“I had an easy newborn.” I’ve heard women say this many times. Mystified, I’m almost six years into motherhood and I’m not really sure what it means to have an easy day. When my second son was about a month old, I went to a coffee shop to sit and cry. I opened an empty journal and dusted it off. The exposed brick across the room was sharp and clear. My mind was wet and foggy. I begged the wall to share some of its clarity with a tired and defeated mother. I stared and conjured images of what I thought the early days of motherhood would be. A small baby, feeding at my breast and sleeping sweetly in my arms. Feeling far from this magic, I looked down at my half consumed coffee and searched for meaning in my cold, unwritten words.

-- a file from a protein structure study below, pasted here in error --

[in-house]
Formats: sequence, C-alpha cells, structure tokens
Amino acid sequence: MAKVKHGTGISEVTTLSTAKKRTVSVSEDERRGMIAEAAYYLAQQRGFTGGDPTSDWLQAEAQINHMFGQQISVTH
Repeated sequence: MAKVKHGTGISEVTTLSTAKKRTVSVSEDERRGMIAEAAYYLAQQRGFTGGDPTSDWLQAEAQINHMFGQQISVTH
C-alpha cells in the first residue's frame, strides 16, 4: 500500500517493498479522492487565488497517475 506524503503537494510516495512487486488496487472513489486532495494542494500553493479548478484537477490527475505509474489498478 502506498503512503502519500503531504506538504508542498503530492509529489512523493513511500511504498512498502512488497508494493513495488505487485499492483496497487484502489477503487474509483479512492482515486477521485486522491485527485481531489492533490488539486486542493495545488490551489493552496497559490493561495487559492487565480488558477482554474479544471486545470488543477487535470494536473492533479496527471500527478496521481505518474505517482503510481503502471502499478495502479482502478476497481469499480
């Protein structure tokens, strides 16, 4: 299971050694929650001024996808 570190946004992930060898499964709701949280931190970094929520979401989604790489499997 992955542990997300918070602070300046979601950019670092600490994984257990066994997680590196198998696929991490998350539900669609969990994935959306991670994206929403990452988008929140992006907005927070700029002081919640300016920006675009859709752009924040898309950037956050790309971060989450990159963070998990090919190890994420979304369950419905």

My first son came out into our arms on a wet January day in 2015 and for two straight weeks we never put him down. We took turns sleeping horizontally and in between dozed vertically, the tiny bundle in our arms. Squashed visions of itty bitty babies snug as a burrito sleeping through newborn photo shoots, easily positioned to be owls and mermaids and other ridiculous things, floated through my mind. My newborn was relentless. When we set him down he would cry, angry, tearless sobs, red faced and determined. Armed and mitted his little punches threw me for every loop. Only soothed when fed or held, we offered both round the clock with a building sense of anger and injustice.
I fed him with a latch that every nurse had sealed with approval, over and over again. I fed him as much as he wanted and sometimes that meant two or three hours at a time, my nipples cracked, raw and bleeding. I now see the insanity of this scene. Something was obviously wrong. But we were in a mode of survival that overcame mental soundness. Clouded and lost, we didn’t even notice how skinny he’d become.